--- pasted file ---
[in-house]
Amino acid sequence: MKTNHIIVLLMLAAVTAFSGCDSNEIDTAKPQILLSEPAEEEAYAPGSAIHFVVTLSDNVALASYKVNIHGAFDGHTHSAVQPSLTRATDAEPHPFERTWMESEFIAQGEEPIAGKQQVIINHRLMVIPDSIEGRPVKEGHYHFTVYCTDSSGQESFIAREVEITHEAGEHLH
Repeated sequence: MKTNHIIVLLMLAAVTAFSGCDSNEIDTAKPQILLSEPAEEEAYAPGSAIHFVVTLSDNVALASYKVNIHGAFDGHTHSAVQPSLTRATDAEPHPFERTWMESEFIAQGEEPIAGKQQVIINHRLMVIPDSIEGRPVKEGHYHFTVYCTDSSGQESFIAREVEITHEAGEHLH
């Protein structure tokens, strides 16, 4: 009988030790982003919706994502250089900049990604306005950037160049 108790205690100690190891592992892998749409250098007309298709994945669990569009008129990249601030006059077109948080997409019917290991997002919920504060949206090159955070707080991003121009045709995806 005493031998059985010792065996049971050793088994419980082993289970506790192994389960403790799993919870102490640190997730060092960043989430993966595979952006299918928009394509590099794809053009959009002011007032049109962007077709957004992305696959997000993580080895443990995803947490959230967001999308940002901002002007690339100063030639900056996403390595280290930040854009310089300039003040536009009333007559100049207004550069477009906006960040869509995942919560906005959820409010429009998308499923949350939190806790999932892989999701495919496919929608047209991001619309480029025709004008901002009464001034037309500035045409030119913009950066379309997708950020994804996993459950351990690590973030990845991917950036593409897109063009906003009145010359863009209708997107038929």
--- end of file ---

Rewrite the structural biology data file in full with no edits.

[in-house]
Amino acid sequence: MKTNHIIVLLMLAAVTAFSGCDSNEIDTAKPQILLSEPAEEEAYAPGSAIHFVVTLSDNVALASYKVNIHGAFDGHTHSAVQPSLTRATDAEPHPFERTWMESEFIAQGEEPIAGKQQVIINHRLMVIPDSIEGRPVKEGHYHFTVYCTDSSGQESFIAREVEITHEAGEHLH
Repeated sequence: MKTNHIIVLLMLAAVTAFSGCDSNEIDTAKPQILLSEPAEEEAYAPGSAIHFVVTLSDNVALASYKVNIHGAFDGHTHSAVQPSLTRATDAEPHPFERTWMESEFIAQGEEPIAGKQQVIINHRLMVIPDSIEGRPVKEGHYHFTVYCTDSSGQESFIAREVEITHEAGEHLH
């Protein structure tokens, strides 16, 4: 009988030790982003919706994502250089900049990604306005950037160049 108790205690100690190891592992892998749409250098007309298709994945669990569009008129990249601030006059077109948080997409019917290991997002919920504060949206090159955070707080991003121009045709995806 005493031998059985010792065996049971050793088994419980082993289970506790192994389960403790799993919870102490640190997730060092960043989430993966595979952006299918928009394509590099794809053009959009002011007032049109962007077709957004992305696959997000993580080895443990995803947490959230967001999308940002901002002007690339100063030639900056996403390595280290930040854009310089300039003040536009009333007559100049207004550069477009906006960040869509995942919560906005959820409010429009998308499923949350939190806790999932892989999701495919496919929608047209991001619309480029025709004008901002009464001034037309500035045409030119913009950066379309997708950020994804996993459950351990690590973030990845991917950036593409897109063009906003009145010359863009209708997107038929």